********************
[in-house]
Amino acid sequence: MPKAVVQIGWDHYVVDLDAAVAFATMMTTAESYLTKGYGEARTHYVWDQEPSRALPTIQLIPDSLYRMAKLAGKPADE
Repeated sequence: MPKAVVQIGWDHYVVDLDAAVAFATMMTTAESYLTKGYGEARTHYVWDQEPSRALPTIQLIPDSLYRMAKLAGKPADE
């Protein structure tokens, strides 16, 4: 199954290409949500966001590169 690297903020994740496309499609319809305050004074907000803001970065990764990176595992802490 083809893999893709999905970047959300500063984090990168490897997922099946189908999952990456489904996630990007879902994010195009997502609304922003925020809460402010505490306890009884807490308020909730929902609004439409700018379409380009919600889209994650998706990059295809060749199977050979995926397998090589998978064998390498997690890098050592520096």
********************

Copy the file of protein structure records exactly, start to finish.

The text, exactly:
[in-house]
Amino acid sequence: MPKAVVQIGWDHYVVDLDAAVAFATMMTTAESYLTKGYGEARTHYVWDQEPSRALPTIQLIPDSLYRMAKLAGKPADE
Repeated sequence: MPKAVVQIGWDHYVVDLDAAVAFATMMTTAESYLTKGYGEARTHYVWDQEPSRALPTIQLIPDSLYRMAKLAGKPADE
């Protein structure tokens, strides 16, 4: 199954290409949500966001590169 690297903020994740496309499609319809305050004074907000803001970065990764990176595992802490 083809893999893709999905970047959300500063984090990168490897997922099946189908999952990456489904996630990007879902994010195009997502609304922003925020809460402010505490306890009884807490308020909730929902609004439409700018379409380009919600889209994650998706990059295809060749199977050979995926397998090589998978064998390498997690890098050592520096």